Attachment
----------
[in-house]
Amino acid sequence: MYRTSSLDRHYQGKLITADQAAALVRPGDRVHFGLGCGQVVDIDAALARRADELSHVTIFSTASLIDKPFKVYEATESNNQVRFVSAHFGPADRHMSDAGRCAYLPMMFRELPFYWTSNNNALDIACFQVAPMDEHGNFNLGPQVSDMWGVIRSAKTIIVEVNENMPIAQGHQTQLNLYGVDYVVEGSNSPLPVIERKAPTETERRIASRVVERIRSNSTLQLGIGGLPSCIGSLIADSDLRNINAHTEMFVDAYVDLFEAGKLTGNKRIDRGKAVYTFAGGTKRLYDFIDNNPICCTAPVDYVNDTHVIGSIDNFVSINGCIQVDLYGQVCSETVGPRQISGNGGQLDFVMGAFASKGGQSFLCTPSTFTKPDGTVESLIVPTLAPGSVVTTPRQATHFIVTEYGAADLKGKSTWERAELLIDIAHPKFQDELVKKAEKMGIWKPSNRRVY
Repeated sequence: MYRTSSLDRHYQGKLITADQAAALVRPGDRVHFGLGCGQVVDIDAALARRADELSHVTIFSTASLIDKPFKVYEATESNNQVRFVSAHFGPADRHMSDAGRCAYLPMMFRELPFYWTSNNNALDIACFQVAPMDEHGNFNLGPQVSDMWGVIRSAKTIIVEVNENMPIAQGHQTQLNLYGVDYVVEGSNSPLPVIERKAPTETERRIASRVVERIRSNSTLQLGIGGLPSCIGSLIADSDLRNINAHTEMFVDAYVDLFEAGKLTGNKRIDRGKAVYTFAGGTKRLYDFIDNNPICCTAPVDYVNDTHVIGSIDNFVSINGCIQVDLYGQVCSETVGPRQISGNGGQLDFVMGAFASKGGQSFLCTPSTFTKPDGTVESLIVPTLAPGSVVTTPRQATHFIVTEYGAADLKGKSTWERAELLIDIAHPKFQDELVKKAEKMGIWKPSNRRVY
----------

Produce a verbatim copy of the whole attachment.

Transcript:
[in-house]
Amino acid sequence: MYRTSSLDRHYQGKLITADQAAALVRPGDRVHFGLGCGQVVDIDAALARRADELSHVTIFSTASLIDKPFKVYEATESNNQVRFVSAHFGPADRHMSDAGRCAYLPMMFRELPFYWTSNNNALDIACFQVAPMDEHGNFNLGPQVSDMWGVIRSAKTIIVEVNENMPIAQGHQTQLNLYGVDYVVEGSNSPLPVIERKAPTETERRIASRVVERIRSNSTLQLGIGGLPSCIGSLIADSDLRNINAHTEMFVDAYVDLFEAGKLTGNKRIDRGKAVYTFAGGTKRLYDFIDNNPICCTAPVDYVNDTHVIGSIDNFVSINGCIQVDLYGQVCSETVGPRQISGNGGQLDFVMGAFASKGGQSFLCTPSTFTKPDGTVESLIVPTLAPGSVVTTPRQATHFIVTEYGAADLKGKSTWERAELLIDIAHPKFQDELVKKAEKMGIWKPSNRRVY
Repeated sequence: MYRTSSLDRHYQGKLITADQAAALVRPGDRVHFGLGCGQVVDIDAALARRADELSHVTIFSTASLIDKPFKVYEATESNNQVRFVSAHFGPADRHMSDAGRCAYLPMMFRELPFYWTSNNNALDIACFQVAPMDEHGNFNLGPQVSDMWGVIRSAKTIIVEVNENMPIAQGHQTQLNLYGVDYVVEGSNSPLPVIERKAPTETERRIASRVVERIRSNSTLQLGIGGLPSCIGSLIADSDLRNINAHTEMFVDAYVDLFEAGKLTGNKRIDRGKAVYTFAGGTKRLYDFIDNNPICCTAPVDYVNDTHVIGSIDNFVSINGCIQVDLYGQVCSETVGPRQISGNGGQLDFVMGAFASKGGQSFLCTPSTFTKPDGTVESLIVPTLAPGSVVTTPRQATHFIVTEYGAADLKGKSTWERAELLIDIAHPKFQDELVKKAEKMGIWKPSNRRVY